Tallgrass prairie species often require a period of cold stratification to break seed dormancy, but not all species germinate when this occurs. Fire, which has historically played an important role in defining the prairie landscape, may also play some role in breaking dormancy by producing a variety of biologically active smoke substances. The role of smoke as a germination cue was investigated in this study, during which the ex situ germination of 37 prairie species was measured in response to aerosol smoke treatment. Overall, one third of the species responded positively, while others were either inhibited or exhibited no response at all. Smoke may therefore play a more significant role in maintaining the composition and structure of tallgrass prairie communities than was previously realized.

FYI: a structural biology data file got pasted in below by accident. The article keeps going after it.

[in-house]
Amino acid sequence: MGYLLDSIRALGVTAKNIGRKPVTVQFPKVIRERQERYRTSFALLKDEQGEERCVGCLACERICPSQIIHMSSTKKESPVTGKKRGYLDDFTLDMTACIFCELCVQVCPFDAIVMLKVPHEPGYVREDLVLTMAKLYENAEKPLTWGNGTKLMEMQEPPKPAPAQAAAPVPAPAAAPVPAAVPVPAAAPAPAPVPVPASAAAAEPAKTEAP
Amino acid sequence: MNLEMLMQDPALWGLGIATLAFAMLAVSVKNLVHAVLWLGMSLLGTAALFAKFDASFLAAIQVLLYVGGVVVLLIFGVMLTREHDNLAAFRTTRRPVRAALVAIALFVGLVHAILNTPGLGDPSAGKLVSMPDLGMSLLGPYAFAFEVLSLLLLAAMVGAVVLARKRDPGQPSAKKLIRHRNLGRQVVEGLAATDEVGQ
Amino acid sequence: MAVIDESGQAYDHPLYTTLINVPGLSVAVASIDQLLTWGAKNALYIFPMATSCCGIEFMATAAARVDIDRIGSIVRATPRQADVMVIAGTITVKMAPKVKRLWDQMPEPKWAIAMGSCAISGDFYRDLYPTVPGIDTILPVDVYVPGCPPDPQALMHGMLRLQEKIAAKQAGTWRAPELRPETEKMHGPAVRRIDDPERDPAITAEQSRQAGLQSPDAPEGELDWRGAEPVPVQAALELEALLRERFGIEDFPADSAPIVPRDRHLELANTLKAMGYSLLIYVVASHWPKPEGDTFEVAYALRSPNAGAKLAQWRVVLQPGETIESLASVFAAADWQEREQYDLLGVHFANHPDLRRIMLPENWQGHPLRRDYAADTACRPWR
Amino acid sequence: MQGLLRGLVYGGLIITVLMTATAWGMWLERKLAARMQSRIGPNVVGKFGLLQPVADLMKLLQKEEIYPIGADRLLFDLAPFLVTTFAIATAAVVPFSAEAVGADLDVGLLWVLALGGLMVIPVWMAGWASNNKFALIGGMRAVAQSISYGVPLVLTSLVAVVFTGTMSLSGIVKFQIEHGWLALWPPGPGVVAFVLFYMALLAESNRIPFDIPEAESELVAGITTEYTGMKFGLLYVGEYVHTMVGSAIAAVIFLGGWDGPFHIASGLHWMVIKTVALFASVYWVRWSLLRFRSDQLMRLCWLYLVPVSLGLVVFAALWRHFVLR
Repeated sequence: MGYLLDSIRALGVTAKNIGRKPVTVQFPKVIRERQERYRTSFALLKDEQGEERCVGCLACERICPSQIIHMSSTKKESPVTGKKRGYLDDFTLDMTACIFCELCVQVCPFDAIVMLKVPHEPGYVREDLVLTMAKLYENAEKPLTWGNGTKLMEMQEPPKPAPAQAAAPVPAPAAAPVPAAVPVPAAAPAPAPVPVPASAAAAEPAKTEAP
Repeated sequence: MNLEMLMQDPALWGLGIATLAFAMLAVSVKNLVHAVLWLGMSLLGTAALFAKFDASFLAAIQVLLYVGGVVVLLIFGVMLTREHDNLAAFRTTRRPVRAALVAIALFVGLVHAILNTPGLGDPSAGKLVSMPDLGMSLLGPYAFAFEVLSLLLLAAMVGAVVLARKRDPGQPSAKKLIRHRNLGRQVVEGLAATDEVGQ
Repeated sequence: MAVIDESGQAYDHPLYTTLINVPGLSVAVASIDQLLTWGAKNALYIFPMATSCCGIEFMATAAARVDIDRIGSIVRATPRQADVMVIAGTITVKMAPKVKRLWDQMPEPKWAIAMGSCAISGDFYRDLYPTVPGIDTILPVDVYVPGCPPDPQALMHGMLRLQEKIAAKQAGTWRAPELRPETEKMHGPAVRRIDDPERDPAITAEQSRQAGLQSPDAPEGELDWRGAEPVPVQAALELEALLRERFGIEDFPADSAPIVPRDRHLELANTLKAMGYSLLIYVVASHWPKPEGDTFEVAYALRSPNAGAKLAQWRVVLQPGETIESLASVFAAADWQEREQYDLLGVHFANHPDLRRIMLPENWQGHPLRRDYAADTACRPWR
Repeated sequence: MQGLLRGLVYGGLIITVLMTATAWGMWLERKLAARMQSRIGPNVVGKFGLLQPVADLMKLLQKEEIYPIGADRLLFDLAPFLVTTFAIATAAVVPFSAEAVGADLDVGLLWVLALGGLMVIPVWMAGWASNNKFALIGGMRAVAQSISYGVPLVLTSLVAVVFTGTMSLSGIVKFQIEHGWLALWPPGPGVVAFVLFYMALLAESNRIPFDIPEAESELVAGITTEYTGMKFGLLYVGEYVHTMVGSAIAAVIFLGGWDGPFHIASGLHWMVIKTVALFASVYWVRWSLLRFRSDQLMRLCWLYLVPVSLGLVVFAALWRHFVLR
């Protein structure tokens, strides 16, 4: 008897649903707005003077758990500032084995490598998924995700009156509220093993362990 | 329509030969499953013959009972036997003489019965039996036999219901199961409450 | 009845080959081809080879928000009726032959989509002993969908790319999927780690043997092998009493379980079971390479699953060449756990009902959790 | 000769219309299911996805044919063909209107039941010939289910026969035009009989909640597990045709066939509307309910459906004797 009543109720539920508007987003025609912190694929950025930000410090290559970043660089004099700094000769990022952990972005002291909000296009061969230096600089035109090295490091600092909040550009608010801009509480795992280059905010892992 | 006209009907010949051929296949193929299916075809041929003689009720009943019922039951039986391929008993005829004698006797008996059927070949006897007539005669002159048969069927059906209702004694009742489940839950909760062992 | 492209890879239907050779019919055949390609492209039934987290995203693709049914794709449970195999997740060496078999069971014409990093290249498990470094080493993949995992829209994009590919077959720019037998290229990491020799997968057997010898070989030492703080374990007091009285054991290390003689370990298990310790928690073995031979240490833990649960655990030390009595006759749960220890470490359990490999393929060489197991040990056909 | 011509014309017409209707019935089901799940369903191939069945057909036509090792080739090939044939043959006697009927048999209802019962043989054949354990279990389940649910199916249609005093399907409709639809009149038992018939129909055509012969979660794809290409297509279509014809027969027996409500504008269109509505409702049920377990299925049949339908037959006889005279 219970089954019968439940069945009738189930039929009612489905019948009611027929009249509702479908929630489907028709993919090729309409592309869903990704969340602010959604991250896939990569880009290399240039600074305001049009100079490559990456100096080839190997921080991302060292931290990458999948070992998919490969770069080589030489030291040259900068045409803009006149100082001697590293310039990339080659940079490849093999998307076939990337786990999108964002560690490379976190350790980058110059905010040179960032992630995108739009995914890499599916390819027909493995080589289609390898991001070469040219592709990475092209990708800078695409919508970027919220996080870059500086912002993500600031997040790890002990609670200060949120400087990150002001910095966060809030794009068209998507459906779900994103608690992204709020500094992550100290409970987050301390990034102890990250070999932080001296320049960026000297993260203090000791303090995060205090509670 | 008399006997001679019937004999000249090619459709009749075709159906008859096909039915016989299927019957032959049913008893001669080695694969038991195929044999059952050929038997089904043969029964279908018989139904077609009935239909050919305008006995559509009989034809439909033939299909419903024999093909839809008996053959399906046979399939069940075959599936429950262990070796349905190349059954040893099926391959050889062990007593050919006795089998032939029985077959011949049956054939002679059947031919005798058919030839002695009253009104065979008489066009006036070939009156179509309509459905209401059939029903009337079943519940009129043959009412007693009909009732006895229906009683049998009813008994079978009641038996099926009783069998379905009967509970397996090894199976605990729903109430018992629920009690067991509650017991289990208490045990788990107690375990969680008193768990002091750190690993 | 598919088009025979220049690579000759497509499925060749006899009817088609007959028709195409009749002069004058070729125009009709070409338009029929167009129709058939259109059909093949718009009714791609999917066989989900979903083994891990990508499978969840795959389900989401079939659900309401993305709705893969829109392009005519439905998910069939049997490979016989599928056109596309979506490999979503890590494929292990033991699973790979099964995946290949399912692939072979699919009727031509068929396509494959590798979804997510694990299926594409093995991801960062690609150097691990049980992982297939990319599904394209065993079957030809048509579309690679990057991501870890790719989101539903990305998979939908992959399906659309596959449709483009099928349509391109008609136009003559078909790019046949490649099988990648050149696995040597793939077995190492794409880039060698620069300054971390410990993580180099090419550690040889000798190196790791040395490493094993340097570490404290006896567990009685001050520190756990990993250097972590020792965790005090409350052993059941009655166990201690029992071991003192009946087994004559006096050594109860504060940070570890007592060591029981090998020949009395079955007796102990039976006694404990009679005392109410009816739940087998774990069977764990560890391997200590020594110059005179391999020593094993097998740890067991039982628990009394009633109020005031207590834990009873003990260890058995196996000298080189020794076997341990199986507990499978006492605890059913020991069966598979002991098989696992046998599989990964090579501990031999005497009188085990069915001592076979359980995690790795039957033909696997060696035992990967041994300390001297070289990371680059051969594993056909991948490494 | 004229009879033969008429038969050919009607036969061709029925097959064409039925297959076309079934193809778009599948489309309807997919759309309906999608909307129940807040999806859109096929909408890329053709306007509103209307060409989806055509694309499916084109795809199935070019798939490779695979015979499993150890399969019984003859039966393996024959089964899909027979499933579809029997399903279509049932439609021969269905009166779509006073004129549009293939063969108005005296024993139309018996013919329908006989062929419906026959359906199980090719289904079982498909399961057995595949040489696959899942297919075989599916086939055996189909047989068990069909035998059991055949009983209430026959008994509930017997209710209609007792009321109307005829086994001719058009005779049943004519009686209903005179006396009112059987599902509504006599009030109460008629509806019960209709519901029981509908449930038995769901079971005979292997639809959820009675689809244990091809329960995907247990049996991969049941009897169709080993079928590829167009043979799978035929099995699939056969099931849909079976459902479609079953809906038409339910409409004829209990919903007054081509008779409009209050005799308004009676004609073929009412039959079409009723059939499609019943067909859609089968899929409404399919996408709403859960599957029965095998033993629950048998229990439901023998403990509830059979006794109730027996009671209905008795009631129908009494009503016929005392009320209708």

|Original language||English (US)|
|Number of pages||6|
|Journal||American Midland Naturalist|
|State||Published - Jan 1 2008|
ASJC Scopus subject areas
- Ecology, Evolution, Behavior and Systematics